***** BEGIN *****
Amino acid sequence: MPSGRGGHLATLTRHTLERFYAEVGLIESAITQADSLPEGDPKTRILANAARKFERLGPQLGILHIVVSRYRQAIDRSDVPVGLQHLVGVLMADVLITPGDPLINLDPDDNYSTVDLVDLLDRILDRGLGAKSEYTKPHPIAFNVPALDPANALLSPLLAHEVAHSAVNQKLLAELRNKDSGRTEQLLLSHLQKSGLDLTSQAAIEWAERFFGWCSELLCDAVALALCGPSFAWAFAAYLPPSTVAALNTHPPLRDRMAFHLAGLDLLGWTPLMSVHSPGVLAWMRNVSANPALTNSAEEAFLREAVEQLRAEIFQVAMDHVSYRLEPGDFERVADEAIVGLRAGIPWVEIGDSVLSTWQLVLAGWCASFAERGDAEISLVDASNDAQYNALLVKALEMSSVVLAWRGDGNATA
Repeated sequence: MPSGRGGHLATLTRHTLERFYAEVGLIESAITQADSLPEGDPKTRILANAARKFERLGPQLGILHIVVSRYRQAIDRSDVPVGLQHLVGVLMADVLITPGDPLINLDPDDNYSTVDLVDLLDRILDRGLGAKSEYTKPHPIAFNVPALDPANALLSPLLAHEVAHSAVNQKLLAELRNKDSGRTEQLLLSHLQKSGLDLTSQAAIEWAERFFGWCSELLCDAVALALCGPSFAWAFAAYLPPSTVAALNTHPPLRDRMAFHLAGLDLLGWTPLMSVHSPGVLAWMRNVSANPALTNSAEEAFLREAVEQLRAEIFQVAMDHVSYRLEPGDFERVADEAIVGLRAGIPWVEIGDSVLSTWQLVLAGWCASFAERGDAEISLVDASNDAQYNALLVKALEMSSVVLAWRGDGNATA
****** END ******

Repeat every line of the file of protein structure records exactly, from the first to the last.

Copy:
Amino acid sequence: MPSGRGGHLATLTRHTLERFYAEVGLIESAITQADSLPEGDPKTRILANAARKFERLGPQLGILHIVVSRYRQAIDRSDVPVGLQHLVGVLMADVLITPGDPLINLDPDDNYSTVDLVDLLDRILDRGLGAKSEYTKPHPIAFNVPALDPANALLSPLLAHEVAHSAVNQKLLAELRNKDSGRTEQLLLSHLQKSGLDLTSQAAIEWAERFFGWCSELLCDAVALALCGPSFAWAFAAYLPPSTVAALNTHPPLRDRMAFHLAGLDLLGWTPLMSVHSPGVLAWMRNVSANPALTNSAEEAFLREAVEQLRAEIFQVAMDHVSYRLEPGDFERVADEAIVGLRAGIPWVEIGDSVLSTWQLVLAGWCASFAERGDAEISLVDASNDAQYNALLVKALEMSSVVLAWRGDGNATA
Repeated sequence: MPSGRGGHLATLTRHTLERFYAEVGLIESAITQADSLPEGDPKTRILANAARKFERLGPQLGILHIVVSRYRQAIDRSDVPVGLQHLVGVLMADVLITPGDPLINLDPDDNYSTVDLVDLLDRILDRGLGAKSEYTKPHPIAFNVPALDPANALLSPLLAHEVAHSAVNQKLLAELRNKDSGRTEQLLLSHLQKSGLDLTSQAAIEWAERFFGWCSELLCDAVALALCGPSFAWAFAAYLPPSTVAALNTHPPLRDRMAFHLAGLDLLGWTPLMSVHSPGVLAWMRNVSANPALTNSAEEAFLREAVEQLRAEIFQVAMDHVSYRLEPGDFERVADEAIVGLRAGIPWVEIGDSVLSTWQLVLAGWCASFAERGDAEISLVDASNDAQYNALLVKALEMSSVVLAWRGDGNATA